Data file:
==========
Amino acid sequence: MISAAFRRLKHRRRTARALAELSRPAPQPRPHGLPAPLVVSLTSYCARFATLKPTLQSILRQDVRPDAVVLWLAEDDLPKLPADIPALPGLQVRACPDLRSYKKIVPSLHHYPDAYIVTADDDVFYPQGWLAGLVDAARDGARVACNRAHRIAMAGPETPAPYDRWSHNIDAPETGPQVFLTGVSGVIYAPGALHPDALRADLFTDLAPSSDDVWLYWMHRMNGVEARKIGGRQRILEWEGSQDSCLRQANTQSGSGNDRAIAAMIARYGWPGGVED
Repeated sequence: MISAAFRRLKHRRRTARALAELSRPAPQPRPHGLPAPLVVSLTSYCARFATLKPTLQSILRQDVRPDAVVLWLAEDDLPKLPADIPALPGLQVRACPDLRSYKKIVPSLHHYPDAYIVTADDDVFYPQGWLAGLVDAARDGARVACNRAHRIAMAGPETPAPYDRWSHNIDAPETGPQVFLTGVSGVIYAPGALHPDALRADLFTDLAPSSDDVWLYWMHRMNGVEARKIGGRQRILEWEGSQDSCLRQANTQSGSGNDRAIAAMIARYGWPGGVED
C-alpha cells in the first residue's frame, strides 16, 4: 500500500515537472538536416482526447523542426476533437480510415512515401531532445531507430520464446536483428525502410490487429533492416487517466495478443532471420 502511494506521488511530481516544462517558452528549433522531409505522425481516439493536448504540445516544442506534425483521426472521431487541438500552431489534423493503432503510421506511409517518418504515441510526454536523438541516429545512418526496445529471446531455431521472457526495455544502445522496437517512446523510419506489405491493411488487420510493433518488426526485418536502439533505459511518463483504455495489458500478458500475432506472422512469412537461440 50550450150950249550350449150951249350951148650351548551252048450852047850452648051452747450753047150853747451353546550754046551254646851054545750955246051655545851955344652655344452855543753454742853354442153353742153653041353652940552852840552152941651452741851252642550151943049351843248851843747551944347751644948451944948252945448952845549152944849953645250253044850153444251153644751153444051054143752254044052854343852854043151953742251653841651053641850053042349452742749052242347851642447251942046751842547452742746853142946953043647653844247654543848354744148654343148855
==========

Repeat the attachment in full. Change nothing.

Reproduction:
Amino acid sequence: MISAAFRRLKHRRRTARALAELSRPAPQPRPHGLPAPLVVSLTSYCARFATLKPTLQSILRQDVRPDAVVLWLAEDDLPKLPADIPALPGLQVRACPDLRSYKKIVPSLHHYPDAYIVTADDDVFYPQGWLAGLVDAARDGARVACNRAHRIAMAGPETPAPYDRWSHNIDAPETGPQVFLTGVSGVIYAPGALHPDALRADLFTDLAPSSDDVWLYWMHRMNGVEARKIGGRQRILEWEGSQDSCLRQANTQSGSGNDRAIAAMIARYGWPGGVED
Repeated sequence: MISAAFRRLKHRRRTARALAELSRPAPQPRPHGLPAPLVVSLTSYCARFATLKPTLQSILRQDVRPDAVVLWLAEDDLPKLPADIPALPGLQVRACPDLRSYKKIVPSLHHYPDAYIVTADDDVFYPQGWLAGLVDAARDGARVACNRAHRIAMAGPETPAPYDRWSHNIDAPETGPQVFLTGVSGVIYAPGALHPDALRADLFTDLAPSSDDVWLYWMHRMNGVEARKIGGRQRILEWEGSQDSCLRQANTQSGSGNDRAIAAMIARYGWPGGVED
C-alpha cells in the first residue's frame, strides 16, 4: 500500500515537472538536416482526447523542426476533437480510415512515401531532445531507430520464446536483428525502410490487429533492416487517466495478443532471420 502511494506521488511530481516544462517558452528549433522531409505522425481516439493536448504540445516544442506534425483521426472521431487541438500552431489534423493503432503510421506511409517518418504515441510526454536523438541516429545512418526496445529471446531455431521472457526495455544502445522496437517512446523510419506489405491493411488487420510493433518488426526485418536502439533505459511518463483504455495489458500478458500475432506472422512469412537461440 50550450150950249550350449150951249350951148650351548551252048450852047850452648051452747450753047150853747451353546550754046551254646851054545750955246051655545851955344652655344452855543753454742853354442153353742153653041353652940552852840552152941651452741851252642550151943049351843248851843747551944347751644948451944948252945448952845549152944849953645250253044850153444251153644751153444051054143752254044052854343852854043151953742251653841651053641850053042349452742749052242347851642447251942046751842547452742746853142946953043647653844247654543848354744148654343148855